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(From the Washington Post, Oct. 26, 1972)

(Letter to the Editor)

IMPOUNDING APPROPRIATIONS The assertion by Secretary of Treasury Shultz (Post, Oct. 20) that the Presi. dent believes he has authority to “impound” appropriated funds, should be compared with a statement by President Kennedy in 1963. When asked at a press conference if federal funds for projects in Mississippi could be blocked because of racial segregation, Kennedy flatly said that he had no such power.

Now we see a President asserting that a practice of impoundment runs back to Thomas Jefferson. That, to put it charitably, misreads the historical record. Hearings held by Sen. Sam Ervin's Subcommittee on Separation of Powers in early 1971 revealed : (a) more than $12 billion in appropriated funds were blocked by the White House (a sum far exceeding what any previous President had done); (b) that the Executive's spokesmen, including the present Associate Justice William Rehnquist and Caspar Weinberger (now head of OMB), could cite no express constitutional or statutory basis for it; and (c) most withholding in the past--which took a big jump under F.D.R.--dealt mainly with national defense appropriations (e.g., President Truman and the proposed 70-wing Air

It therefore is simply not true that the President has constitutional (or statutory) power to impound funds, and that history backs him up. President Kennedy thought otherwise. To cite past practices, themselves of dubious legality at best, to justify present like practices (although exponentially higher in dollar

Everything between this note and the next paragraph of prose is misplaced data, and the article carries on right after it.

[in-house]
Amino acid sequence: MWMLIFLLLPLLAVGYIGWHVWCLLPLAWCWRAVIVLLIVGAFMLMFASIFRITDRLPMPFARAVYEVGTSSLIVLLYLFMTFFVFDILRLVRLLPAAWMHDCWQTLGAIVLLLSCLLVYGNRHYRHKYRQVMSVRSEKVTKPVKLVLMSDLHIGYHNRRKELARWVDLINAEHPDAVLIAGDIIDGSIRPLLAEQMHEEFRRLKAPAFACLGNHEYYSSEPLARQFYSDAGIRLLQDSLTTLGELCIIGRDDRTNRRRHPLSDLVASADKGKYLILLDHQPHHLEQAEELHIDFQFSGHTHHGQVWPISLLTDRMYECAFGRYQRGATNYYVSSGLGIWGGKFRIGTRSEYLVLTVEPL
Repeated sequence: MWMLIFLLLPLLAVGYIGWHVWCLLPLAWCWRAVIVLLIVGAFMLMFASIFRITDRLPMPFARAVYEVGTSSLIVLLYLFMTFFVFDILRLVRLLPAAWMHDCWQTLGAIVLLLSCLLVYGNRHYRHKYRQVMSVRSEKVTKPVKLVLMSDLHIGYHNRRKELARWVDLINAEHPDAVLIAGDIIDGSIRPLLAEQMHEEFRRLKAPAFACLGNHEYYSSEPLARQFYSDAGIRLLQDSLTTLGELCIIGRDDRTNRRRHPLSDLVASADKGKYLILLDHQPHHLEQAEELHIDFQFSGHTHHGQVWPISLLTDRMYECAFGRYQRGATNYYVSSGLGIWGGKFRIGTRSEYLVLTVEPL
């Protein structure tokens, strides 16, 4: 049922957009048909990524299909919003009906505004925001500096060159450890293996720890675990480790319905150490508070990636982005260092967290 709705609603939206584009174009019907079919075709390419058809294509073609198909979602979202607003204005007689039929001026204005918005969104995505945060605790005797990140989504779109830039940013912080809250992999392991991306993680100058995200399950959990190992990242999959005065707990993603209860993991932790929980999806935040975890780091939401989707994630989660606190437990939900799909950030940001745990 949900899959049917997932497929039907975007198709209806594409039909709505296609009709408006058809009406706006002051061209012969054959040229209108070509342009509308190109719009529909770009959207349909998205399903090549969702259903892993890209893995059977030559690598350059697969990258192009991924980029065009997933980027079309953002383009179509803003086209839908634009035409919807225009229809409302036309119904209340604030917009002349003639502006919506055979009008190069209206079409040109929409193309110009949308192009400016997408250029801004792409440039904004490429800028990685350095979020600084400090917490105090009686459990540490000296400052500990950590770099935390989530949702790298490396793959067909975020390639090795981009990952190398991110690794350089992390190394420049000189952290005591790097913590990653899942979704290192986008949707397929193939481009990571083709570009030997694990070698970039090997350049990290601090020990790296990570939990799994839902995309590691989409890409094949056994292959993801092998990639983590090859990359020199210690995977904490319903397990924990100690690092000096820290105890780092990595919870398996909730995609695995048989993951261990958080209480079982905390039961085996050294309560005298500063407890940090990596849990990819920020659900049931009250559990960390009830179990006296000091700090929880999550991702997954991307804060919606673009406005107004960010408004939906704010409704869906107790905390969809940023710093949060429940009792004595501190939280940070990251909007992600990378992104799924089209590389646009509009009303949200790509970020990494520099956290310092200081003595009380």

amount) is to make the puerile argument that because some people have broken laws in the past without punishment by some mysterious process, similar acts are legalized today. Not even the “President's lawyers" in the Department of Justice could validly make such an obviously weak argument and have it accepted.

Congress doubtless has been at fault in not making appropriations mandatory in clear language. If it did so, and if it took on greater responsibility for buds. etary matters, then there could be no question that the President would be stopped dead in the water when he tried to impound funds; Rehnquist so conceded in congressional testimony. There is no better place to begin to stem the flow of governing power to the Executive than to cut him off at the appropriations pass. Congress need not await judicial determination of the issue and need not accept the President's legal opinions.


Professor of Lau,
The George Washington University.

(From the Washington Post, Nov. 21, 1972)


Prof. Arthur Miller (Post. Oct. 26) would have your readers believe that a President breaks the law when he "impounds appropriated funds” and that an appropriate remedy available to the Congress to stop this practice would consist in “making appropriations mandatory in clear language." According to Prof. Miller making appropriations mandatory (presumably requiring the executire branch to spend up to and including but not exceeding the last dollar of every appropriation item) would have the result that “the President would be stopped dead in the water when he tried to impound funds ..."

I continue in the belief expressed to the Senate Judiciary Committee last year that Prof. Miller is wrong both in his diagnosis and the remedy which he suggests.